Optimizing Medication Therapy & Improving Outcomes

November 30, 2016

Management of Bipolar Disorder

Bipolar disorder is a chronic illness that causes periodic shifts in mood through episodes of dysthymia, depression, hypomania, and mania. There are two major types of bipolar disorder: bipolar I disorder, which is characterized by the presence of at least one acute manic episode, and bipolar II disorder, which is typified by hypomania and longer depressive episodes and is sometimes misdiagnosed as major depressive disorder. Pharmacotherapeutic options include lithium, anticonvulsants, antipsychotics, and antidepressants. Pharmacists play a role in ensuring proper dosing regimens, checking for drug interactions, and monitoring for potential drug toxicity. When counseling patients, pharmacists should review optimal administration times and potential side effects to make certain that the patient has a comprehensive understanding of how to manage symptoms. Read more.

Barriers to Counseling Patients With Mental Health Disorders

Mental health disorders are a major public health problem worldwide. With the increasing use of psychotropic drugs and other advanced therapies, pharmacists form an important part of the multidisciplinary care team for patients with mental illnesses. One of the primary roles of pharmacists in this field is to counsel patients thoroughly in order to improve adherence and patient outcomes related to drug therapy. A range of barriers may deter pharmacists from counseling patients with mental illnesses, including pharmacist, patient, health system, and social or cultural factors. Interventions to improve the management of mental health patients should focus on enhancing communication and education. Read more.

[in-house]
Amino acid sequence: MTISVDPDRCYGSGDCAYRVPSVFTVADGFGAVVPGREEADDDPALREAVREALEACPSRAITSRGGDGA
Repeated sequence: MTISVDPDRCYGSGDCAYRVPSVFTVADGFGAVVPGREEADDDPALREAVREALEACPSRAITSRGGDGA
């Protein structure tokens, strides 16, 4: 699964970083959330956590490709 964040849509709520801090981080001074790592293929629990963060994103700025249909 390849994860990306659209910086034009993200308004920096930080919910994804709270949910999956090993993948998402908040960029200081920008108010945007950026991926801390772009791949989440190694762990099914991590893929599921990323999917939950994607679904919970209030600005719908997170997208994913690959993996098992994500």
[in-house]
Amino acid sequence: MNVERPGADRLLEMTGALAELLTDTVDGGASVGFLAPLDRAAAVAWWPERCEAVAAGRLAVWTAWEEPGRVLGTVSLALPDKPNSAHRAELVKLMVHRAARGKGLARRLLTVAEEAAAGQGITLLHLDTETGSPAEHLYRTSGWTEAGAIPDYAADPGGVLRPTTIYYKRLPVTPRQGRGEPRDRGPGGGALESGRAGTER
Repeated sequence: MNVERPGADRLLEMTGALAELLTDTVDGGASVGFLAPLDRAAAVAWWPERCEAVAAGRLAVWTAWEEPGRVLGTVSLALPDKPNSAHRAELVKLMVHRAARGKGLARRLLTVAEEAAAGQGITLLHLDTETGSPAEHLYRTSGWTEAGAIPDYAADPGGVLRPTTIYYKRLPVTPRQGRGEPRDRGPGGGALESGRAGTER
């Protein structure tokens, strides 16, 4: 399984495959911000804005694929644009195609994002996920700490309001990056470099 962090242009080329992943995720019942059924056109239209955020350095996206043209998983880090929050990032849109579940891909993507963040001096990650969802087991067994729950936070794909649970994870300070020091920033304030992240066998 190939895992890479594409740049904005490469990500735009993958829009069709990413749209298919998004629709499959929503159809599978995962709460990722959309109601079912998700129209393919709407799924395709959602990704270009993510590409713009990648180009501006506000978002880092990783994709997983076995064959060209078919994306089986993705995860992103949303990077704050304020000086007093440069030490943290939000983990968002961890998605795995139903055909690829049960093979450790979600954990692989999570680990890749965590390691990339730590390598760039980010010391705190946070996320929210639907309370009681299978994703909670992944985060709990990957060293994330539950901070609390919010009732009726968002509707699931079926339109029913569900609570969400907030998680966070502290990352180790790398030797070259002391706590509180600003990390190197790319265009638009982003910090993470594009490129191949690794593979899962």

The Use of Ketamine in the Acute Management of Depression

Ketamine, an antagonist at the N-methyl-d-aspartate (NMDA) receptor, produces rapid antidepressant effects with low, subanesthetic doses of 0.5 mg/kg administered IV over 40 minutes. Response rates range from 25% to 100%, and remission rates range from 8.3% to 89%. Duration of response has been less than 1 week to more than 3 months. Significant hemodynamic and psychiatric adverse effects are seen with the use of ketamine, and its potential for abuse has also raised questions. Research continues to delineate the most effective role for ketamine in depression, and how its use might foster the development of similar agents with a longer duration. Read more.

Medication Therapy Management in the News

Study Questions Cardiovascular Benefit of Raising HDL Levels

A low level of good cholesterol might not be a heart-disease risk factor on its own, and raising HDL does not likely reduce a person's risk of heart disease, according to a new Canadian study. Read more.

COPD Can Be Misdiagnosed Because of Underuse of Spirometry

Nearly a third of patients diagnosed with chronic obstructive lung disease (COPD) were misclassified because spirometric measurements did not confirm their disease, according to a study presented recently at the CHEST Annual Meeting 2016. Read more

Vitamin D Supplementation Linked to Reduced Severe Asthma Attacks

According to a meta-analysis of previous studies by the Cochrane Review, giving an oral vitamin D supplement reduced the risk of severe asthma attacks requiring hospital admission or emergency-department visits from 6% to around 3%. Read more.

Hormone Therapy Linked to Reduced Menopause-Associated Insomnia

Researchers from the University of Virginia administered either placebo or one of two hormone replacements to patients, and results indicate that insomnia and irritability decreased from baseline to 6 months after randomization in all groups. Read more.